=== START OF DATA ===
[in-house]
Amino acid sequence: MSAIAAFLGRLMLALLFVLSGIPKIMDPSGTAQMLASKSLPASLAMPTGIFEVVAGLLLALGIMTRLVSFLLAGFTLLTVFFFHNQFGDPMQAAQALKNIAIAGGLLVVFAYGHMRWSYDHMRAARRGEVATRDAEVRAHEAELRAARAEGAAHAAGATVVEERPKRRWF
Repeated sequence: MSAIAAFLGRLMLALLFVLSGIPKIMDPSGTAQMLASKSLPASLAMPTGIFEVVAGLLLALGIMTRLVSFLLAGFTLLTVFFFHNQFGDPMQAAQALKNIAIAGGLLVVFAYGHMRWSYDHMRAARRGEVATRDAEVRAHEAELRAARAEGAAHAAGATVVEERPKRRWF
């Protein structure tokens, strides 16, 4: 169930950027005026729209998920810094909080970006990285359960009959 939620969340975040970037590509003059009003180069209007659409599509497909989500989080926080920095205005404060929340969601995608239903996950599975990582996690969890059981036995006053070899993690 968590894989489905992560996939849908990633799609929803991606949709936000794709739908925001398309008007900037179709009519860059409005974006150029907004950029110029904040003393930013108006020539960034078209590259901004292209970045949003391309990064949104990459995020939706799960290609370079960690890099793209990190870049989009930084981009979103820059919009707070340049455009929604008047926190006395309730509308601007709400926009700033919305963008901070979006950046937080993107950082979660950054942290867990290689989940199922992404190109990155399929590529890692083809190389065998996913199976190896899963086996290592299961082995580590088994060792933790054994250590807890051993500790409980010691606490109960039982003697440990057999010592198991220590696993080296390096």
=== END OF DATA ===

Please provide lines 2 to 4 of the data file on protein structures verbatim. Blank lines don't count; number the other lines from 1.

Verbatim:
Amino acid sequence: MSAIAAFLGRLMLALLFVLSGIPKIMDPSGTAQMLASKSLPASLAMPTGIFEVVAGLLLALGIMTRLVSFLLAGFTLLTVFFFHNQFGDPMQAAQALKNIAIAGGLLVVFAYGHMRWSYDHMRAARRGEVATRDAEVRAHEAELRAARAEGAAHAAGATVVEERPKRRWF
Repeated sequence: MSAIAAFLGRLMLALLFVLSGIPKIMDPSGTAQMLASKSLPASLAMPTGIFEVVAGLLLALGIMTRLVSFLLAGFTLLTVFFFHNQFGDPMQAAQALKNIAIAGGLLVVFAYGHMRWSYDHMRAARRGEVATRDAEVRAHEAELRAARAEGAAHAAGATVVEERPKRRWF
């Protein structure tokens, strides 16, 4: 169930950027005026729209998920810094909080970006990285359960009959 939620969340975040970037590509003059009003180069209007659409599509497909989500989080926080920095205005404060929340969601995608239903996950599975990582996690969890059981036995006053070899993690 968590894989489905992560996939849908990633799609929803991606949709936000794709739908925001398309008007900037179709009519860059409005974006150029907004950029110029904040003393930013108006020539960034078209590259901004292209970045949003391309990064949104990459995020939706799960290609370079960690890099793209990190870049989009930084981009979103820059919009707070340049455009929604008047926190006395309730509308601007709400926009700033919305963008901070979006950046937080993107950082979660950054942290867990290689989940199922992404190109990155399929590529890692083809190389065998996913199976190896899963086996290592299961082995580590088994060792933790054994250590807890051993500790409980010691606490109960039982003697440990057999010592198991220590696993080296390096």